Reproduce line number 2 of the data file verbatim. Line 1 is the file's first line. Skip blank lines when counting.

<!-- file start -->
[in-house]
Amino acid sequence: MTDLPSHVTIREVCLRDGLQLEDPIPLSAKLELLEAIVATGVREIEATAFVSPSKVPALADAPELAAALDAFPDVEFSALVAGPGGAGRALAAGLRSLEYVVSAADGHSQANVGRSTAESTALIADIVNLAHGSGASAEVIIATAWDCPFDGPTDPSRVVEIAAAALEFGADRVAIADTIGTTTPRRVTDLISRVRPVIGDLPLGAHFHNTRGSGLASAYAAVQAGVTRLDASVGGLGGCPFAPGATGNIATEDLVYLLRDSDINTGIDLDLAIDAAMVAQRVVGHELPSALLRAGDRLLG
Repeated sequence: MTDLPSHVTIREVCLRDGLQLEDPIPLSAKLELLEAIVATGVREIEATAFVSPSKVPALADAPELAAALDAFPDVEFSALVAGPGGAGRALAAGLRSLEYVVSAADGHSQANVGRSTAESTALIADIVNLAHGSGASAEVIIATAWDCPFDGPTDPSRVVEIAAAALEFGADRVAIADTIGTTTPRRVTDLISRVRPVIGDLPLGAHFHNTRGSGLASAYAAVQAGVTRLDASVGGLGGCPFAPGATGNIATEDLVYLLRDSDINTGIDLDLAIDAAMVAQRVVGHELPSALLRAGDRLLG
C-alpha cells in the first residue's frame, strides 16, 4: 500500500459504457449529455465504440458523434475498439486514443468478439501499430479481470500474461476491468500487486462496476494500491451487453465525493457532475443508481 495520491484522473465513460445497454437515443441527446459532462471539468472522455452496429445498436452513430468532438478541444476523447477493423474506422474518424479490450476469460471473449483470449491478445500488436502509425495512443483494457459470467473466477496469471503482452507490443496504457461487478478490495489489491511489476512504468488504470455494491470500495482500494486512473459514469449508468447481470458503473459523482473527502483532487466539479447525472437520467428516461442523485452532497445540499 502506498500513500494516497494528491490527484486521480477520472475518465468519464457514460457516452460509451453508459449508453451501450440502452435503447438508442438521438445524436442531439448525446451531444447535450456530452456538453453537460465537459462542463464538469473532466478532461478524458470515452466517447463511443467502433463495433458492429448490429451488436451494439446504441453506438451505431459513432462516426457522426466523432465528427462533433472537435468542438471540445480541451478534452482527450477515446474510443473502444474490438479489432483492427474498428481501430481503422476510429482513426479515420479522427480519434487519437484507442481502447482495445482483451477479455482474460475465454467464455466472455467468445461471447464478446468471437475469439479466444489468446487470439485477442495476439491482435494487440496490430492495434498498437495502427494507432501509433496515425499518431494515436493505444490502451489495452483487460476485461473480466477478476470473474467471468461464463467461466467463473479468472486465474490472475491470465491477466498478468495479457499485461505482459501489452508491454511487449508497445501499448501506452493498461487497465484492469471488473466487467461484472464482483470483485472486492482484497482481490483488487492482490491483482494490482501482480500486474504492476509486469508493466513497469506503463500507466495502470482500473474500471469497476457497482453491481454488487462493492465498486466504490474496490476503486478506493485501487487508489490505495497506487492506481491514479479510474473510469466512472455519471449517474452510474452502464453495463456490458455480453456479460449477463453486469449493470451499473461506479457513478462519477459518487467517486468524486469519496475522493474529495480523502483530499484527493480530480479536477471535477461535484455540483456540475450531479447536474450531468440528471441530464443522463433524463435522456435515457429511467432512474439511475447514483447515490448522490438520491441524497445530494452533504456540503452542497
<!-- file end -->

Amino acid sequence: MTDLPSHVTIREVCLRDGLQLEDPIPLSAKLELLEAIVATGVREIEATAFVSPSKVPALADAPELAAALDAFPDVEFSALVAGPGGAGRALAAGLRSLEYVVSAADGHSQANVGRSTAESTALIADIVNLAHGSGASAEVIIATAWDCPFDGPTDPSRVVEIAAAALEFGADRVAIADTIGTTTPRRVTDLISRVRPVIGDLPLGAHFHNTRGSGLASAYAAVQAGVTRLDASVGGLGGCPFAPGATGNIATEDLVYLLRDSDINTGIDLDLAIDAAMVAQRVVGHELPSALLRAGDRLLG